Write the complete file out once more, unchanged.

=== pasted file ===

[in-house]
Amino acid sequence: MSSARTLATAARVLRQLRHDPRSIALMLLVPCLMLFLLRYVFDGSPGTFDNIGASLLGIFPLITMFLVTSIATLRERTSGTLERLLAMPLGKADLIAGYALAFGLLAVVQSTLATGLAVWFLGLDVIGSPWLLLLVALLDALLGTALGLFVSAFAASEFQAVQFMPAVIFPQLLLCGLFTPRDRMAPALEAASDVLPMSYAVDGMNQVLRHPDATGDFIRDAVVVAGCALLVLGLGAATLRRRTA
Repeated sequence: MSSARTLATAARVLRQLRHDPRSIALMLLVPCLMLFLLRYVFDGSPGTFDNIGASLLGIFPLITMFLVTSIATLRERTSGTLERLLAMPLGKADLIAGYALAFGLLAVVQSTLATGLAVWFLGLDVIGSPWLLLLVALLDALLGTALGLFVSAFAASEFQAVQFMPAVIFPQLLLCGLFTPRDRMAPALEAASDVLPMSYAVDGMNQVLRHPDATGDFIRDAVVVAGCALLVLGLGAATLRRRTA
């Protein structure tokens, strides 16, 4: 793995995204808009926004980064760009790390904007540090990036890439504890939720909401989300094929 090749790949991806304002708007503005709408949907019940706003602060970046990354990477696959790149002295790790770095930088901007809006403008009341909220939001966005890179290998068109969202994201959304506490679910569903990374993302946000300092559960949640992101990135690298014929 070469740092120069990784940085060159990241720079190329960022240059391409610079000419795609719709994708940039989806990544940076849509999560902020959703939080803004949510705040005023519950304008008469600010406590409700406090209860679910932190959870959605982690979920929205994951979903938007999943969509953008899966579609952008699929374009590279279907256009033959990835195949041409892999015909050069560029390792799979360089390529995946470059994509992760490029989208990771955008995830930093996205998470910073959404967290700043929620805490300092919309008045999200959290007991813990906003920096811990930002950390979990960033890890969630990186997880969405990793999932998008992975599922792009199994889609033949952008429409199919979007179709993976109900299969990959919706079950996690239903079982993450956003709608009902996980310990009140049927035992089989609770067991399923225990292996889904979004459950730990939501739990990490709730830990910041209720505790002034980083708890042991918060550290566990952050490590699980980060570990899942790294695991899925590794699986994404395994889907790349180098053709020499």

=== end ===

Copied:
[in-house]
Amino acid sequence: MSSARTLATAARVLRQLRHDPRSIALMLLVPCLMLFLLRYVFDGSPGTFDNIGASLLGIFPLITMFLVTSIATLRERTSGTLERLLAMPLGKADLIAGYALAFGLLAVVQSTLATGLAVWFLGLDVIGSPWLLLLVALLDALLGTALGLFVSAFAASEFQAVQFMPAVIFPQLLLCGLFTPRDRMAPALEAASDVLPMSYAVDGMNQVLRHPDATGDFIRDAVVVAGCALLVLGLGAATLRRRTA
Repeated sequence: MSSARTLATAARVLRQLRHDPRSIALMLLVPCLMLFLLRYVFDGSPGTFDNIGASLLGIFPLITMFLVTSIATLRERTSGTLERLLAMPLGKADLIAGYALAFGLLAVVQSTLATGLAVWFLGLDVIGSPWLLLLVALLDALLGTALGLFVSAFAASEFQAVQFMPAVIFPQLLLCGLFTPRDRMAPALEAASDVLPMSYAVDGMNQVLRHPDATGDFIRDAVVVAGCALLVLGLGAATLRRRTA
């Protein structure tokens, strides 16, 4: 793995995204808009926004980064760009790390904007540090990036890439504890939720909401989300094929 090749790949991806304002708007503005709408949907019940706003602060970046990354990477696959790149002295790790770095930088901007809006403008009341909220939001966005890179290998068109969202994201959304506490679910569903990374993302946000300092559960949640992101990135690298014929 070469740092120069990784940085060159990241720079190329960022240059391409610079000419795609719709994708940039989806990544940076849509999560902020959703939080803004949510705040005023519950304008008469600010406590409700406090209860679910932190959870959605982690979920929205994951979903938007999943969509953008899966579609952008699929374009590279279907256009033959990835195949041409892999015909050069560029390792799979360089390529995946470059994509992760490029989208990771955008995830930093996205998470910073959404967290700043929620805490300092919309008045999200959290007991813990906003920096811990930002950390979990960033890890969630990186997880969405990793999932998008992975599922792009199994889609033949952008429409199919979007179709993976109900299969990959919706079950996690239903079982993450956003709608009902996980310990009140049927035992089989609770067991399923225990292996889904979004459950730990939501739990990490709730830990910041209720505790002034980083708890042991918060550290566990952050490590699980980060570990899942790294695991899925590794699986994404395994889907790349180098053709020499």